HOA GUIDELINES

If you are not familiar with an HOA, it might just be a matter of time before become acquainted with one. Also known as a Home Owners Association, this organization will govern and manage the subdivision or condo that you currently occupy.

They oversee and dictate what you can and cannot do with your property. For those of you who prefer their freedom, this may give them pause. Not only are there rules to follow, but there are also yearly assessments. So let’s get into 5 rules you will want to know about an HOA before you rent or buy your next residence.

Pay a Yearly Assessment

Each community that is governed by an HOA will assess the homeowners a fee. Usually this will be yearly, but sometimes it can be monthly. These monies will be used for various services within the community. Water, trash, landscaping, and even cable are sometimes included in this fee.

Some communities have pools, tennis courts, and playgrounds. These are all funded by the homeowners. Also normally a management company will need to be paid as they are the ones who operate the day to day functions within property.

If you considering purchasing property, it’s a good idea to request the history of the assessments. Finding out how much the increase has been over the last 5 or 10 years can give you insight. If you feel that the increases are unjustified or too high, you might want to reconsider where your purchase.

Parking Rules

This can be one of the biggest complaints and issues for those living in an HOA and those who live on a public street. If parking is limited, then homeowners and their guests will start parking their vehicles in front of their homes. Many townhome communities have such. limited parking that parked cars and trucks make it very hard for others to pass by. This can turn into a safety issue.

Be sure and ask about a parking policy that may exist. If it does, be aware of what the rules dictate. If there isn’t a parking policy, be sure and check out where the cars and trucks are parking. The owners vehicles should in the garage when not in use. However, we advise that you take into account this specific issue before you rent or purchase a unit or home.

Maintaining Appearances of the Home

Each homeowners is responsible for the proper care of the home. If not, usually the management company will start to send out letters notifying you of the issues. But here is the thing. Unless the HOA has the authority to fine you or impose a penalty, there is not much they can do.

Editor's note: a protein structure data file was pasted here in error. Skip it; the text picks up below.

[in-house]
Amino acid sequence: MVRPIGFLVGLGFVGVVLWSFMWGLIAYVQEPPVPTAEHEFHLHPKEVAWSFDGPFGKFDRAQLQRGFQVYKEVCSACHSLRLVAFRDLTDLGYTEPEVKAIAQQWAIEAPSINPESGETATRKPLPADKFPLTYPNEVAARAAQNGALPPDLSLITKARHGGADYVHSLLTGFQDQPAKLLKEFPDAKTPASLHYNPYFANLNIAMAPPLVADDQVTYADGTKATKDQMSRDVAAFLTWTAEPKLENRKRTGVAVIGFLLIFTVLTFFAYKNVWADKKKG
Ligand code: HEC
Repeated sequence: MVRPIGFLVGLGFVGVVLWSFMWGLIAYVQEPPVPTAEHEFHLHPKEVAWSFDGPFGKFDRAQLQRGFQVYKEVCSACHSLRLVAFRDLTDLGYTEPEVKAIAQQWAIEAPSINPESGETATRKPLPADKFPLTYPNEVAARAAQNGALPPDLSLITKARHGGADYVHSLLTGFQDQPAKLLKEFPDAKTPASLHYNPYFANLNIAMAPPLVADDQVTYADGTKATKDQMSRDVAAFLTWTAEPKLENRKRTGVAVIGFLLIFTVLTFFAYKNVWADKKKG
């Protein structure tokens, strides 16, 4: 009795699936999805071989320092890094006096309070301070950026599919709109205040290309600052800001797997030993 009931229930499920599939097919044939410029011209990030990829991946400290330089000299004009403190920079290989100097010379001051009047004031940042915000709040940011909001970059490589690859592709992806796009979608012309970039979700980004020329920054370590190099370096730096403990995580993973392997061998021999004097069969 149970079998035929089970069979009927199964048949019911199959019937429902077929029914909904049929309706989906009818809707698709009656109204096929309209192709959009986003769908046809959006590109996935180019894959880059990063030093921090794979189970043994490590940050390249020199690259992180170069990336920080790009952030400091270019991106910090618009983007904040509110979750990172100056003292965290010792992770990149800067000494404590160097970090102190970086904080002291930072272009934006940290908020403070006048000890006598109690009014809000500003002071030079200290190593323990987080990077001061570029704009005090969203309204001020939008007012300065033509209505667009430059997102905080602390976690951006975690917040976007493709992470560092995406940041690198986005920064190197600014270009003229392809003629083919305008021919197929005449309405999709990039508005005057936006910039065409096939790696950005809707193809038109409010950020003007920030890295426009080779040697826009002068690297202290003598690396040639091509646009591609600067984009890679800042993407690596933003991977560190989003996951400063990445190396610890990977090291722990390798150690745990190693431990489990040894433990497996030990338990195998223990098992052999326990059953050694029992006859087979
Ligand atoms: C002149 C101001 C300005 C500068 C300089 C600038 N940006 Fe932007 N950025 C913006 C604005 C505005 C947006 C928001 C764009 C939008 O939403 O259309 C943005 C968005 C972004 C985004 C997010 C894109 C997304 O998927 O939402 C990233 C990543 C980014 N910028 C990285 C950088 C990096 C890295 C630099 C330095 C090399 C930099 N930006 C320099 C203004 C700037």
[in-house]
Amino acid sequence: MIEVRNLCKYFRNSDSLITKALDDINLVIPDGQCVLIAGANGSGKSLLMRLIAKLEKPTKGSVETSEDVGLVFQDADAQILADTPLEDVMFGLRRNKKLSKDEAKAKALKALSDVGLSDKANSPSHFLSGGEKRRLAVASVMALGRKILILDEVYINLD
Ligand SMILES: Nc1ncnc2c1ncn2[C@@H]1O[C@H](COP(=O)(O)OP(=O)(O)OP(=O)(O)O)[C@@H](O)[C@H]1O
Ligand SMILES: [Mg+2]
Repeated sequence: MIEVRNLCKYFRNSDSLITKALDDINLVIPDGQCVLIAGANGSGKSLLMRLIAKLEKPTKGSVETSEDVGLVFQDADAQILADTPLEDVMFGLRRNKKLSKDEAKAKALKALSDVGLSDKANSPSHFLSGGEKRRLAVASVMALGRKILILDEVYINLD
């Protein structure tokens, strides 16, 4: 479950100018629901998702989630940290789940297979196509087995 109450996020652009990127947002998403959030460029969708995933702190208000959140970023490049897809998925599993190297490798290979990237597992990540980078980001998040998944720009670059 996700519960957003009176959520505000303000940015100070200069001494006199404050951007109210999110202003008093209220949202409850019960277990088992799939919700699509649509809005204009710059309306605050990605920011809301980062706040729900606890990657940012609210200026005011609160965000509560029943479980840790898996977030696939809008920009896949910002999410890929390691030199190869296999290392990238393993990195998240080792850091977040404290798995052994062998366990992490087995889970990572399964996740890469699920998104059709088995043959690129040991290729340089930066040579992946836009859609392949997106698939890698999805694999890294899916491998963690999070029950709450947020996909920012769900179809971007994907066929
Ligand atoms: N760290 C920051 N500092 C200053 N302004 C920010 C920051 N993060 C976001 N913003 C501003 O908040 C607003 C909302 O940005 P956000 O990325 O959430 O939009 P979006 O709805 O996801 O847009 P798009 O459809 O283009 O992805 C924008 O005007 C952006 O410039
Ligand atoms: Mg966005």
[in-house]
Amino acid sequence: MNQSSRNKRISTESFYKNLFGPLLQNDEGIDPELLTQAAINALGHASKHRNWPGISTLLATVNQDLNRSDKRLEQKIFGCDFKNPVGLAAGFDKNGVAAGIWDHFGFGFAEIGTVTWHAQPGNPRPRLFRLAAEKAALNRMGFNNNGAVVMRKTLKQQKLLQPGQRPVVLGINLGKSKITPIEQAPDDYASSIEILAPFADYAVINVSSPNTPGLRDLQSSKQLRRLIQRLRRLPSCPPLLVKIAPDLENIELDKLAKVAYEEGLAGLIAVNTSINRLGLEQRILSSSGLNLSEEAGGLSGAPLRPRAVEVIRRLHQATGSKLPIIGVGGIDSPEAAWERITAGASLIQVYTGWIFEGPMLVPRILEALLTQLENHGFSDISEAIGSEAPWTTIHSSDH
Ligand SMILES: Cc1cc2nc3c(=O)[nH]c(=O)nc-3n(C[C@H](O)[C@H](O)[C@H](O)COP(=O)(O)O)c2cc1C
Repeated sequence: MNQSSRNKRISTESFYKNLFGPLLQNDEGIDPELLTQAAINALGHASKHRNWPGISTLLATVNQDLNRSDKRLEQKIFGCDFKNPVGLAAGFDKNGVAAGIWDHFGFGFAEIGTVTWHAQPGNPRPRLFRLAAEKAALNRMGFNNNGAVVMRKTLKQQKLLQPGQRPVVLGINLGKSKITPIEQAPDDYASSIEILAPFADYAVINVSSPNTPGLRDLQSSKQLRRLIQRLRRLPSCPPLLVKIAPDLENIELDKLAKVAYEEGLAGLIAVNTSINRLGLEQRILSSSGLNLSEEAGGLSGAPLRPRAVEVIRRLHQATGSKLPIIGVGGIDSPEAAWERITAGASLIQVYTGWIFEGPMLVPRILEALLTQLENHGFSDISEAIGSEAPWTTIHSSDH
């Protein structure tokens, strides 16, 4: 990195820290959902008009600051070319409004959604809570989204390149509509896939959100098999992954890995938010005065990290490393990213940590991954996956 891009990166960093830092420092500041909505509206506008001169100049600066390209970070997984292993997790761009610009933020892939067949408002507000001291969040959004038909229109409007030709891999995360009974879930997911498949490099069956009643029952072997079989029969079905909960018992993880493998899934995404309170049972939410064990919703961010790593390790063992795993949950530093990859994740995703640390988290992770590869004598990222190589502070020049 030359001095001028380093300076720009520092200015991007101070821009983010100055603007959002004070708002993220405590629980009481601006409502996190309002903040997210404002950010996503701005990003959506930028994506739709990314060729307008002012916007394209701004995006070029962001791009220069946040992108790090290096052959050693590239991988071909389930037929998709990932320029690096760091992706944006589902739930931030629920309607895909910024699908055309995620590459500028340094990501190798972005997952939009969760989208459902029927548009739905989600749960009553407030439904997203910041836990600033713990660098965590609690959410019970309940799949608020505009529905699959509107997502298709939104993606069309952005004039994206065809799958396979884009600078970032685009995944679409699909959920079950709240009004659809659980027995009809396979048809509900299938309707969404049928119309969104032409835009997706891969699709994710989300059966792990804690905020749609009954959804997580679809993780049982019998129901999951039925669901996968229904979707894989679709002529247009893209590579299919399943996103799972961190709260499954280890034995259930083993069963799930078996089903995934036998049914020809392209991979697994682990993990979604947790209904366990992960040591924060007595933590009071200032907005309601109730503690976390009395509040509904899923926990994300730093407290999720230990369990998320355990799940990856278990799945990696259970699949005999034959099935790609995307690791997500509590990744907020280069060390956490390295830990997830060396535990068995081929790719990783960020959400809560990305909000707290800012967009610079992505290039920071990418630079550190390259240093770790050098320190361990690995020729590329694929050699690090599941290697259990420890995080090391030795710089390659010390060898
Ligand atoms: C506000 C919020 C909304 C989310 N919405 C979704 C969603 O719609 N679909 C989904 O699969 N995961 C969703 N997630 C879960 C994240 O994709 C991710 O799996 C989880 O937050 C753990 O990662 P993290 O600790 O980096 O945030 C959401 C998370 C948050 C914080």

With that being said, debris and other trash must be cleared away from the front or sides of your home. If the facade of your home starts to wear or crack, you might be required to paint or provide other protective measures.

The main purpose of an HOA is really to keep up property home values. Almost all homeowners desire the value of their homestead to increase over time. And this entity is designed to assist with that specific process.

Most High Rises are Governed by an HOA

Cleaning Up after Pets

No doubt wherever you decide to live, you will notice that many people are also pet-owners. When dogs and cats relieve themselves or make a mess in yards it is unsightly. The HOA will also govern the rules regarding pets. Some must be leashed while they are not in the backyard or house. Again we recommend reviewing the guidelines governing the community. All homeowners should respect the yards of their neighbors and clean up after their pet.

Home Sharing Apps

Probably one of the newer regulation finding its way into the guidelines will govern home sharing applications. This includes web apps like VRBO and Airbnb. If you live in an area popular among tourists like NYC, there probably will be rules regarding renting out homes to travelers. They may not have the same respect and responsibility that the owners do. Be sure you read the HOA bylaws before you place your home or rental on the marketplace.

As always, read the rules that oversee your community. Don’t ignore the letters as there may be stiff penalties.

Resources:

https://www.bankrate.com/mortgage/hoa-homeowners-association-rules/